Other Endangered Mammals of Germany

Four species of bat, including the pond bat, barbastelle, Bechstein’s bat, and Geoffroy’s bat, are endangered in Germany due to multiple factors. These include deforestation and strikes from wind turbines, a growing power industry in Germany. Light pollution makes hunting difficult for bats, and a reduction of their insect food source due to the use of pesticides is an additional factor. Germany’s garden dormouse population faces loss of habitat as well as competition for resources from the non-native brown rat. The mouse is now found mostly west of the Rhine River. The European ground squirrel has experienced loss of its natural habitat due to agricultural activities and is also facing competition for resources from the eastern gray squirrel. Additionally, fragmentation has divided populations of the burrowing squirrel into small groups that are more threatened by impacting factors, including increasingly harsh winters and inbreeding. This often results in young that are more vulnerable to disease and may fail to reach a mature breeding age. The harbor porpoise, one of the smallest marine species, is critically endangered in Germany, where they have an extremely small population. This has resulted mainly through fishing activity, especially as the porpoises become bycatch—inadvertently caught marine species that die from entanglement in fishing nets or are killed outright.

The following sections describe the three groups (aside from mammals) with the largest numbers of endangered species according to the table above. 

Endangered Mollusks of Germany

Several mollusks, a group which includes snails, slugs, mussels, and clams, are endangered in Germany including the freshwater pearl mussel. This critically endangered mussel is extremely sensitive to water pollution, a major problem since it is a filter feeder that can actually improve water quality as it ingests and expels water while retaining food particles. As its name implies, this mussel has been exploited for years in the search for pearls, while some mussel species are the source of mother of pearl, used in jewelry and many other decorative items. Non-marine mollusks, which live on land and in freshwater, comprise the second-most diverse group of species, another factor that leads to high numbers of endangered species. Most extinct mollusks have come from the non-marine category. Among Germany’s endangered mollusks are several snail species including the small, freshwater species Bythinella compressa and Bythiospeum sandbergeri. Factors affecting mollusks include loss of habitat due to urban and agricultural development, which can include the introduction of non-native plant and animal species. Loss of a food source and the impact of predator species—often introduced in efforts to maintain the population of another species—lead to declining numbers. Other adverse influences on mollusks include dam building and other construction, wetland drainage, dredging, pollution, and toxic sediment.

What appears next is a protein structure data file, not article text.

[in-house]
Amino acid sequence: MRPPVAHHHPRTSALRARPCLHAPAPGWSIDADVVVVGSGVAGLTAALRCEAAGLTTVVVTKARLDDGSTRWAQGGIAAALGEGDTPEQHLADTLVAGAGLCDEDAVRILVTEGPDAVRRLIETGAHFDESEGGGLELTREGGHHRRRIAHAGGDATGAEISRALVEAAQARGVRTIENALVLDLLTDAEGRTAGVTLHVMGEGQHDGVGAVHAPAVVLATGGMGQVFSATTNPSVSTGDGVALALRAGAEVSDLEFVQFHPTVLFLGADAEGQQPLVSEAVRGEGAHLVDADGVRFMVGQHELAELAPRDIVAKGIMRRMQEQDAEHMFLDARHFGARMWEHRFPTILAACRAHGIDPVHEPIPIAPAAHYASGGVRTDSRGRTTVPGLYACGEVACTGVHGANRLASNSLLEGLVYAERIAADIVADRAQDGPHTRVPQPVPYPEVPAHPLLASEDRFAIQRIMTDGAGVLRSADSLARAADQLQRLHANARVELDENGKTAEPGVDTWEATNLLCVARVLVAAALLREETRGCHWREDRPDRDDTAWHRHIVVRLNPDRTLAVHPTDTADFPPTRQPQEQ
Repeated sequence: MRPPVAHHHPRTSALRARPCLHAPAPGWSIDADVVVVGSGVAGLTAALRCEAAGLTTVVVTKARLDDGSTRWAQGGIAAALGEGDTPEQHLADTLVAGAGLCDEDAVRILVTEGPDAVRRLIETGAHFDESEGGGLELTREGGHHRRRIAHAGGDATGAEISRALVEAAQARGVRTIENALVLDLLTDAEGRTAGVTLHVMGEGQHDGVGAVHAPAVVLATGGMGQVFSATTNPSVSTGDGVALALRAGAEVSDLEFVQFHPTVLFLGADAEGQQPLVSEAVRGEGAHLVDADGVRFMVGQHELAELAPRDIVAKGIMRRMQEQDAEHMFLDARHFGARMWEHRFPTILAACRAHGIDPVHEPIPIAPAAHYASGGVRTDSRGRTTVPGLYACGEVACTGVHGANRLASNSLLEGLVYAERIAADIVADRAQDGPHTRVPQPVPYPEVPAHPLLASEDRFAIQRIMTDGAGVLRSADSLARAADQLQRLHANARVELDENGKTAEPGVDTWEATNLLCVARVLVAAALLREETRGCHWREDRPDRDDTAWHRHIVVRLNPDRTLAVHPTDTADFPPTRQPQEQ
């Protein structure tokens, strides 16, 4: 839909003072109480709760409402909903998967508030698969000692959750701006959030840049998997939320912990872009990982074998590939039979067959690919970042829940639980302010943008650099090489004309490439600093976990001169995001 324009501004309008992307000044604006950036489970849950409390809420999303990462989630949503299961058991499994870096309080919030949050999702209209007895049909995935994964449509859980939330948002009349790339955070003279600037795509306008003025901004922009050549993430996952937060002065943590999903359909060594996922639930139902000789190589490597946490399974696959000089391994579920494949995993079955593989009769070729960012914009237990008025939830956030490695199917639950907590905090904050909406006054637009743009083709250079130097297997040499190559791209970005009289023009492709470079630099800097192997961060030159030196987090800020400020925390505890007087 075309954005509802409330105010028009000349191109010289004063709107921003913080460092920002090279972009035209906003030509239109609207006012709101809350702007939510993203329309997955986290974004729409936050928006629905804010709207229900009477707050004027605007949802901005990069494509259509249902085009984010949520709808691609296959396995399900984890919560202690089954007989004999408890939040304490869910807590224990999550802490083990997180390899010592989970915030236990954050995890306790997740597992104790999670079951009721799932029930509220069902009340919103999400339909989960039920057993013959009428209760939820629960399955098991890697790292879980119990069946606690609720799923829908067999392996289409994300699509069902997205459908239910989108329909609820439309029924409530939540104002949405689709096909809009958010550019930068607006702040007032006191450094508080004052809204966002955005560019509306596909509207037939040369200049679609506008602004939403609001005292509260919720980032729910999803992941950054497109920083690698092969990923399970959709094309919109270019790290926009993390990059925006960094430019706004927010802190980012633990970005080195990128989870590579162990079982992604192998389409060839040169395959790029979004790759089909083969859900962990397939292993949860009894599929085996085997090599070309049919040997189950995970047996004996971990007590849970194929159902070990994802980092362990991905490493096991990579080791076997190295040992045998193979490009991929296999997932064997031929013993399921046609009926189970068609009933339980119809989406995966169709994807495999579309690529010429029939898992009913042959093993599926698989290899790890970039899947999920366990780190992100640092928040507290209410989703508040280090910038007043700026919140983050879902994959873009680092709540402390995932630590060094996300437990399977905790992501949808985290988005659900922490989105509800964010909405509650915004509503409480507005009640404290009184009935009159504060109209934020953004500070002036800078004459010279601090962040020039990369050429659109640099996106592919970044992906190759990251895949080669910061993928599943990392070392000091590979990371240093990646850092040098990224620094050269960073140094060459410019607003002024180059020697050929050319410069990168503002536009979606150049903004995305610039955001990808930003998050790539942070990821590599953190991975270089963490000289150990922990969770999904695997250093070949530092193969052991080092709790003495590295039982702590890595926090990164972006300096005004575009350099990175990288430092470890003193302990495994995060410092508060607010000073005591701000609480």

Endangered Invertebrates of Germany

This expansive category explains the more than two dozen endangered invertebrates in Germany. Aside from mollusks, other invertebrates—those species lacking a backbone—include sponges, jellyfish, corals, sea urchins, worms, insects, spiders, and many more. A wide number of factors affect these invertebrate species, including loss of habitat due to human activity, invasive and predator species, wetland drainage, dredging, pollution, and toxic sediment. Endangered invertebrates in Germany include the great raft spider and several species of insects including the Apollo butterfly, cinquefoil skipper, Oxygastra curtisii dragonfly, and the Agabus clypealis and Cerambyx cerdo (great capricorn) beetles.   



Endangered Fish of Germany

Germany’s endangered fish—among them the Danube salmon—are primarily affected by overfishing as well as pollution. The building of dams impacts fish spawning, as many species travel up or downstream to lay their eggs. Other endangered fish species include the angel shark, Ammersee kilch, Atlantic cod, Atlantic halibut, basking shark and common guitarfish. Some of these, including slow-moving, plankton-eating basking sharks, become bycatch—inadvertently caught marine species that become trapped in fishing nets meant for other fish species. Some freshwater species, limited to small populations in some river systems, are endangered due to those very reasons.